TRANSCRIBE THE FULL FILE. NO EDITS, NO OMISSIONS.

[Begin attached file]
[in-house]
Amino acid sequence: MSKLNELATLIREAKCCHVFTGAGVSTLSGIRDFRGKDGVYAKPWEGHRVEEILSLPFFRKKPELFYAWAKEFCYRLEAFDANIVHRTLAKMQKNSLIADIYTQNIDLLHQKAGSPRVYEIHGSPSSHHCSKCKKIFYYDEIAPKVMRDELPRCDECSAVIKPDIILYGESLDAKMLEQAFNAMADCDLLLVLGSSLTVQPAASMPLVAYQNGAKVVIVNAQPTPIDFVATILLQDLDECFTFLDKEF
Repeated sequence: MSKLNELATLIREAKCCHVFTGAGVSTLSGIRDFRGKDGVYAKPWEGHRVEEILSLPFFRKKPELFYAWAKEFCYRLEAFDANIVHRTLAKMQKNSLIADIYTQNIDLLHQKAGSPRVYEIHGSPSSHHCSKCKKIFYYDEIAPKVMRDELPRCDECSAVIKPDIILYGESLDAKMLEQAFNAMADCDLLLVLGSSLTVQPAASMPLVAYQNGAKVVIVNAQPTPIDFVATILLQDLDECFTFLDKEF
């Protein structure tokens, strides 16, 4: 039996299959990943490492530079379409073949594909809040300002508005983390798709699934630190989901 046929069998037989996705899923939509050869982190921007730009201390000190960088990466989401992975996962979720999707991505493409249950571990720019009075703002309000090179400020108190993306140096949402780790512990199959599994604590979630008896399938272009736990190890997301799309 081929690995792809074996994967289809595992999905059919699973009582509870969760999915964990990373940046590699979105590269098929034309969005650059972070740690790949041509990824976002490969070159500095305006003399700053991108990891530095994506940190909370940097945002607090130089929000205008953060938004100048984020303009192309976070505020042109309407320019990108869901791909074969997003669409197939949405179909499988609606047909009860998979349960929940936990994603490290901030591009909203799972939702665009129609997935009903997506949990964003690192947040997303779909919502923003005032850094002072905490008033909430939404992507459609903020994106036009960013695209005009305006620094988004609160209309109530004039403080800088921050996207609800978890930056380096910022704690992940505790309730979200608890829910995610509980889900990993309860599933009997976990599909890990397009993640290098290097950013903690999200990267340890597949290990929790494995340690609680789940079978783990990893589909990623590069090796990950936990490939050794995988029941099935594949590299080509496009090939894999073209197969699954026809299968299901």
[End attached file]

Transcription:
[in-house]
Amino acid sequence: MSKLNELATLIREAKCCHVFTGAGVSTLSGIRDFRGKDGVYAKPWEGHRVEEILSLPFFRKKPELFYAWAKEFCYRLEAFDANIVHRTLAKMQKNSLIADIYTQNIDLLHQKAGSPRVYEIHGSPSSHHCSKCKKIFYYDEIAPKVMRDELPRCDECSAVIKPDIILYGESLDAKMLEQAFNAMADCDLLLVLGSSLTVQPAASMPLVAYQNGAKVVIVNAQPTPIDFVATILLQDLDECFTFLDKEF
Repeated sequence: MSKLNELATLIREAKCCHVFTGAGVSTLSGIRDFRGKDGVYAKPWEGHRVEEILSLPFFRKKPELFYAWAKEFCYRLEAFDANIVHRTLAKMQKNSLIADIYTQNIDLLHQKAGSPRVYEIHGSPSSHHCSKCKKIFYYDEIAPKVMRDELPRCDECSAVIKPDIILYGESLDAKMLEQAFNAMADCDLLLVLGSSLTVQPAASMPLVAYQNGAKVVIVNAQPTPIDFVATILLQDLDECFTFLDKEF
């Protein structure tokens, strides 16, 4: 039996299959990943490492530079379409073949594909809040300002508005983390798709699934630190989901 046929069998037989996705899923939509050869982190921007730009201390000190960088990466989401992975996962979720999707991505493409249950571990720019009075703002309000090179400020108190993306140096949402780790512990199959599994604590979630008896399938272009736990190890997301799309 081929690995792809074996994967289809595992999905059919699973009582509870969760999915964990990373940046590699979105590269098929034309969005650059972070740690790949041509990824976002490969070159500095305006003399700053991108990891530095994506940190909370940097945002607090130089929000205008953060938004100048984020303009192309976070505020042109309407320019990108869901791909074969997003669409197939949405179909499988609606047909009860998979349960929940936990994603490290901030591009909203799972939702665009129609997935009903997506949990964003690192947040997303779909919502923003005032850094002072905490008033909430939404992507459609903020994106036009960013695209005009305006620094988004609160209309109530004039403080800088921050996207609800978890930056380096910022704690992940505790309730979200608890829910995610509980889900990993309860599933009997976990599909890990397009993640290098290097950013903690999200990267340890597949290990929790494995340690609680789940079978783990990893589909990623590069090796990950936990490939050794995988029941099935594949590299080509496009090939894999073209197969699954026809299968299901």